Douthwaite states that, “A technological fix is an attempt to answer a social or human problem without any attempt to modify or alter the underlying social or human problem.”. (Douthwaite, 2) But believes that until social change can happen technological fixes are good to help us survive. Michael Husemann would disagree that technological fixes are good because of the irreversible damage they cause. He believes that the risks associated with technological fixes can’t be accurately predicted. In his mind any technological fix is a gamble as to whether the benefits outweigh the consequences. Sean F. Johnston doesn’t blame our inability to predict consequences but says, “inadequate engineering practice, failures of government policy, or outcomes of modern consumerism” (Johnston, 6) are mostly responsible for unforeseen consequences. He would agree with Douthwaite that tech fixes can help us though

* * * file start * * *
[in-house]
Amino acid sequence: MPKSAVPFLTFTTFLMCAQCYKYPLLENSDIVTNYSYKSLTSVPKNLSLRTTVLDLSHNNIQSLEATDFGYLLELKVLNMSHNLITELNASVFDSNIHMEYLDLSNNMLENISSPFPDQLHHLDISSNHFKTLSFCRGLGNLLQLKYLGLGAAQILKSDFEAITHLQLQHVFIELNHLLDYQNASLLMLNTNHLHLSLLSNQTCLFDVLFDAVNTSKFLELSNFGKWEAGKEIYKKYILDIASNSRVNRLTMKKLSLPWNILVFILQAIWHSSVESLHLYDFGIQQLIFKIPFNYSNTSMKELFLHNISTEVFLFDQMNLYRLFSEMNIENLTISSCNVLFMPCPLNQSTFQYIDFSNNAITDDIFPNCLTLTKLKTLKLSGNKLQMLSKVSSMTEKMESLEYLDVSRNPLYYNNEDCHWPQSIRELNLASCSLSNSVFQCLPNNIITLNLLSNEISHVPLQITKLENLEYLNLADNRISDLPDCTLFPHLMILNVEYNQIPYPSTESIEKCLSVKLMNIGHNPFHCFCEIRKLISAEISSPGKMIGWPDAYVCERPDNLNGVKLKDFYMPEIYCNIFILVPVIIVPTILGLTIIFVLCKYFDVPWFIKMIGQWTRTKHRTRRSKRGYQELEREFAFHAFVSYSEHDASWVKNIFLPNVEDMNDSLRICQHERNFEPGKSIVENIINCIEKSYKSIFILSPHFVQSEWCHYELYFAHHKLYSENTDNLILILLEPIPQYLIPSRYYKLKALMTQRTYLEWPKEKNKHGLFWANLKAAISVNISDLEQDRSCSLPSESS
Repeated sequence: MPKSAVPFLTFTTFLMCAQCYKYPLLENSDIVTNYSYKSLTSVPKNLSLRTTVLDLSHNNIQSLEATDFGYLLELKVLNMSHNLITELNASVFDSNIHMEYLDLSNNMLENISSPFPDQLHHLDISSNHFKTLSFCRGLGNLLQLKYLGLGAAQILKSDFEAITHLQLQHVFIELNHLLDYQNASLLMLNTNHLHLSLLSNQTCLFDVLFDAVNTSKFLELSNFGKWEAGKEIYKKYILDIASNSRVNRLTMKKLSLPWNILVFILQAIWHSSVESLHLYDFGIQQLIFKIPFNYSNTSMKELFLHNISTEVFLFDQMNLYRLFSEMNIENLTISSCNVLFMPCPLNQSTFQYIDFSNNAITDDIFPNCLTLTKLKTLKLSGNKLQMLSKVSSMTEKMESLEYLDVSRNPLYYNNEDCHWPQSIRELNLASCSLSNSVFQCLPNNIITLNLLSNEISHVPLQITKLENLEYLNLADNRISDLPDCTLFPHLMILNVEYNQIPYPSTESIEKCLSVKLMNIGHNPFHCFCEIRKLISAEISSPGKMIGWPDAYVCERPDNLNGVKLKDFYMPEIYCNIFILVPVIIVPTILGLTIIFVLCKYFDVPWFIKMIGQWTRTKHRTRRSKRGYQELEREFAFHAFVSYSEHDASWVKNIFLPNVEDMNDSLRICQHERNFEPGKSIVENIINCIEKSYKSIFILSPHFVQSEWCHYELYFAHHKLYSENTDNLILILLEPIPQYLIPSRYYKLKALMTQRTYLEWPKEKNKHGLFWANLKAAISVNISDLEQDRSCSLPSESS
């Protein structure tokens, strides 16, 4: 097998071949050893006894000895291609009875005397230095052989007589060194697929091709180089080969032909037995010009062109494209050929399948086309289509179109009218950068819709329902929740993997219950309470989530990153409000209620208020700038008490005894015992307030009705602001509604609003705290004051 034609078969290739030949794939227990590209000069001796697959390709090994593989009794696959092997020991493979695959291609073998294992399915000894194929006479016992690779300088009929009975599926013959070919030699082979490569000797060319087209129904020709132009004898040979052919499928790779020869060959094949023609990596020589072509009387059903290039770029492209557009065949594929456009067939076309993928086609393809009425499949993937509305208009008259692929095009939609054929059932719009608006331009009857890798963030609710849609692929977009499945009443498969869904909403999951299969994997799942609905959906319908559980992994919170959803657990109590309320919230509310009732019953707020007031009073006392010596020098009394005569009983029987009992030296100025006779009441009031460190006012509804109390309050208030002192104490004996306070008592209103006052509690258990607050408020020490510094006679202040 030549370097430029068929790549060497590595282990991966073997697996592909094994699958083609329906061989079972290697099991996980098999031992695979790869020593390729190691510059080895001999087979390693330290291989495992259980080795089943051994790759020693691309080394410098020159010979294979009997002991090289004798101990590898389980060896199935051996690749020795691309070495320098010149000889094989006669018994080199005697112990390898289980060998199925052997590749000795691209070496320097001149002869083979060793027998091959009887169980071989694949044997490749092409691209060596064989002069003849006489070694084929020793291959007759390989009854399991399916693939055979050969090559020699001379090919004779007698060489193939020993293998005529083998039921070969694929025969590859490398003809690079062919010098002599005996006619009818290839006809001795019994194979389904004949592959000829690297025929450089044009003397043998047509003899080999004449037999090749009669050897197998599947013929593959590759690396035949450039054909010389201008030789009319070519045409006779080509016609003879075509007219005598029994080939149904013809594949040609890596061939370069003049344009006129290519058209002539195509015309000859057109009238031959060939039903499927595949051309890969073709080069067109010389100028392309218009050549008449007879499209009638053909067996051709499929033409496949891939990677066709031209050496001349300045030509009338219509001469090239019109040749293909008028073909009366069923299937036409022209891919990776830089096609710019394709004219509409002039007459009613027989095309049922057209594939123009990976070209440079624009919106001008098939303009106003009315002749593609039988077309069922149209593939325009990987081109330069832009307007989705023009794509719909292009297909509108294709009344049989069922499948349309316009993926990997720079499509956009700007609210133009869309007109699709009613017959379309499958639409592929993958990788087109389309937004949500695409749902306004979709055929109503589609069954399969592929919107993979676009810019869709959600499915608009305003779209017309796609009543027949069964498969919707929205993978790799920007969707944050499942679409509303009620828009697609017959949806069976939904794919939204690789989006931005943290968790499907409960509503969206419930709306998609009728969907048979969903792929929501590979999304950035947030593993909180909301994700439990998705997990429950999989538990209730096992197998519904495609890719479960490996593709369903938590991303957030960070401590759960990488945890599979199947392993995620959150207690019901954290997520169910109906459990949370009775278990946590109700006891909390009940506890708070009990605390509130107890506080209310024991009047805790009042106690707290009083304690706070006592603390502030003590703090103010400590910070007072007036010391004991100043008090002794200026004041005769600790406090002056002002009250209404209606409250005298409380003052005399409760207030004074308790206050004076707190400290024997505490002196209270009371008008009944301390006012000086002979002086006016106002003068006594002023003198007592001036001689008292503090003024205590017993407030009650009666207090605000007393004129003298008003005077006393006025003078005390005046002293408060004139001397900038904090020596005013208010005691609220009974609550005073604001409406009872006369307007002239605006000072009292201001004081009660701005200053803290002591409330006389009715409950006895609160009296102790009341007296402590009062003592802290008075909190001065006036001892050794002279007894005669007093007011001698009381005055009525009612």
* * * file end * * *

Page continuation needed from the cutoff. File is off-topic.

Technological fixes have negate repercussions because the consequences of them aren’t thought out. This partly due to the speed at which technology is adopted. Often times technology, such as cars, become a norm so quickly that we can’t predict or control the risks until it is too late. Another problem is the speed at which technology changes. Passing laws is a slow process and it can’t be rushed, but technology changes so fast that it’s hard for lawmakers and scientist to take the time to understand the risks. This shouldn’t stop us from finding tech fixes though, we just need to be more aware of the consequences of our engineering and science.